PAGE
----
More Men in Prime Working Ages Don’t Have Jobs

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from The Wall Street Journal,

Technology and Globalization Transform Employment Amid Slow Economic Recovery.

More than one in six men ages 25 to 54, prime working years, don’t have jobs—a total of 10.4 million. Some are looking for jobs; many aren’t. Some had jobs that went overseas or were lost to technology. Some refuse to uproot for work because they are tied down by family needs or tethered to homes worth less than the mortgage. Some rely on government benefits. Others depend on working spouses.

Having so many men out of work is partly a symptom of a U.S. economy slow to recover from the worst recession in 75 years. It is also a chronic condition that shows how technology and globalization are transforming jobs faster than many workers can adapt, economists say.

The trend has been building for decades, according to government data. In the early 1970s, just 6% of American men ages 25 to 54 were without jobs. By late 2007, it was 13%. In 2009, during the worst of the recession, nearly 20% didn’t have jobs.

Although the economy is improving and the unemployment rate is falling, 17% of working-age men weren’t working in December. More than two-thirds said they weren’t looking for work, so the government doesn’t label them unemployed.

For women, the story is different. In the 1950s, only about a third of women ages 25 to 54 had jobs. That rose steadily until the 1990s, and then leveled off for reasons that aren’t clear. At last tally, about 70% were working; 30% weren’t.

Men without jobs stand apart in a society that has long celebrated work and hailed the breadwinners who support their families. “Our culture is one that venerates work, that views work as good for its own sake,” said David Autor, a Massachusetts Institute of Technology economist.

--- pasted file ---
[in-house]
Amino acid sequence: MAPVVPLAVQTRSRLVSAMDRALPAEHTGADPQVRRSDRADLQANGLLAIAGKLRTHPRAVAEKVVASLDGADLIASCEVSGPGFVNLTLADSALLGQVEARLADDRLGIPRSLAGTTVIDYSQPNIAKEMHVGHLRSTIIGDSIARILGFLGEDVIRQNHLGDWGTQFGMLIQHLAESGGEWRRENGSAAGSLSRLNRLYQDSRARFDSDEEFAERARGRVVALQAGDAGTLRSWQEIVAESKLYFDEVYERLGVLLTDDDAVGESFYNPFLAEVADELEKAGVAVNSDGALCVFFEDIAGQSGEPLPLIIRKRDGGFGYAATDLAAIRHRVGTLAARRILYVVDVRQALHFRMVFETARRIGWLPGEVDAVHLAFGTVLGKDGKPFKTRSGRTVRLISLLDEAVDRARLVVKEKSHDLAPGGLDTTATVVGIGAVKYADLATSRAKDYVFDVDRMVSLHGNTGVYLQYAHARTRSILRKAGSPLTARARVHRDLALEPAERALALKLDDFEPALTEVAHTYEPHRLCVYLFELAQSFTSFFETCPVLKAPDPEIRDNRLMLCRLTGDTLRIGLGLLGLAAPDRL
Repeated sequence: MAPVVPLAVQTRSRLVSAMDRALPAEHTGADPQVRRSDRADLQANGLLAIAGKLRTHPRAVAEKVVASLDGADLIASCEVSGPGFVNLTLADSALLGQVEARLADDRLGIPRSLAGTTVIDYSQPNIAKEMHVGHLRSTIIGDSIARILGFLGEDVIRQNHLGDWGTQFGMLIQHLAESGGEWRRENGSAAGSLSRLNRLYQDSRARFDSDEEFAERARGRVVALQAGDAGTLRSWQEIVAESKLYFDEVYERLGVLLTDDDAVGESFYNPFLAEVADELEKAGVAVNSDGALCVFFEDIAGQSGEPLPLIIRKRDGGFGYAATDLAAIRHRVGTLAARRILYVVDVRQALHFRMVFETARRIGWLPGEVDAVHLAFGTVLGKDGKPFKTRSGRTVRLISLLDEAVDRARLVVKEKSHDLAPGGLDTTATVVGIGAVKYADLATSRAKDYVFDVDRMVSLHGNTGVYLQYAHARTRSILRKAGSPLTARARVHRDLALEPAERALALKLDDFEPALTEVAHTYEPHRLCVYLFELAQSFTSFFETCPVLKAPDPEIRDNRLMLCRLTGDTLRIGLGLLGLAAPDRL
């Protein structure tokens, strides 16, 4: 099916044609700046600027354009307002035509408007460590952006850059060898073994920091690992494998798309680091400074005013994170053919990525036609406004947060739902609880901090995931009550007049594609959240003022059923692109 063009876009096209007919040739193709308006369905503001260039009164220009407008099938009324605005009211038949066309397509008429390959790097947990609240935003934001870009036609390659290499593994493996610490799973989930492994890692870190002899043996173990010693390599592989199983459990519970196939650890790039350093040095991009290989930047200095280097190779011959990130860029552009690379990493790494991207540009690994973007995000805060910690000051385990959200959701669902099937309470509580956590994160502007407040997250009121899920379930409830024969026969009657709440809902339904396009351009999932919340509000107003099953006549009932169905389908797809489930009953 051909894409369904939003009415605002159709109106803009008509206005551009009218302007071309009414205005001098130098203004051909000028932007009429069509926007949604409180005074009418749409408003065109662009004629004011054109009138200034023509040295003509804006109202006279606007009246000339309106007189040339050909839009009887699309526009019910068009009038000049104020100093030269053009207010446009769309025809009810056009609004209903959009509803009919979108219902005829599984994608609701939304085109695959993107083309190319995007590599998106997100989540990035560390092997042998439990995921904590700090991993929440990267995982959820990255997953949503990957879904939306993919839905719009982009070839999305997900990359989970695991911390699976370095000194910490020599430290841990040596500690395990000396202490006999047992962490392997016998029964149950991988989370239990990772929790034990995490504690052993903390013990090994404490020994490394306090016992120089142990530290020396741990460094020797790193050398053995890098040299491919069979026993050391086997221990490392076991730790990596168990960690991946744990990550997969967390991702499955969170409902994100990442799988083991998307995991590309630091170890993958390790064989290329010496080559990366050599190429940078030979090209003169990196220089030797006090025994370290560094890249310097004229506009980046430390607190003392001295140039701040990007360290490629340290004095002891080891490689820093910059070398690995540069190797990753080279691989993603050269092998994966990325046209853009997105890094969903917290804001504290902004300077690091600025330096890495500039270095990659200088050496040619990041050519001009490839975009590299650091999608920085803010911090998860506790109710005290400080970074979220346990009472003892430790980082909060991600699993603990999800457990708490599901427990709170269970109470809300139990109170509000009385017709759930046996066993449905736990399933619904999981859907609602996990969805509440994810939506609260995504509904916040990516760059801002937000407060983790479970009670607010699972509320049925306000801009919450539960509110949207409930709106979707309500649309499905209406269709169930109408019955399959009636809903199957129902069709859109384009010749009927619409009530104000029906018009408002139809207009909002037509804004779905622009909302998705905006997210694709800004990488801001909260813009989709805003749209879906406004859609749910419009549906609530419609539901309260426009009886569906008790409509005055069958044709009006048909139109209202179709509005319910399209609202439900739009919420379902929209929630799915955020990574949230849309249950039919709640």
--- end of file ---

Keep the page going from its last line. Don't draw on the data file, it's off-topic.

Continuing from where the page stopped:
The bleak prospects for the long-term unemployed—40% of men looking for jobs say they have been out of work six months or more—alarms policy makers and economists. The longer a person is unemployed, according to historic data, the harder it is to find a job.

Since the early 1970s, the average inflation-adjusted wage for high-school dropouts has fallen about 25%; for high-school graduates with no college degree, it is down about 15%. Simply put, many of the available jobs don’t pay enough to get men to take them, particularly if securing a job requires moving, long commutes or surrendering government benefits.

Economists who had expected the fraction of men working or at least looking for work to be approaching prerecession levels by now are dumbfounded. “It’s looking worse and worse,” said Johns Hopkins University’s Robert Moffett, who has researched the subject. “It’s unexpected.”

Although 10,000 baby boomers turn 65 every day, these unemployed men are too young for conventional retirement. Many are closer to the start of their working lives.

In 1989, 3% of men ages 25 to 64 collected federal disability benefits. In 2013, 5.5% did, according to the Social Security Administration, and about half of those—more than two million men—were age 54 or younger.

Education makes a difference. Of the 25- to 54-year-old men who weren’t working last year, about three-quarters stopped their schooling somewhere short of a two-year college degree, compared with about 55% of men with jobs.

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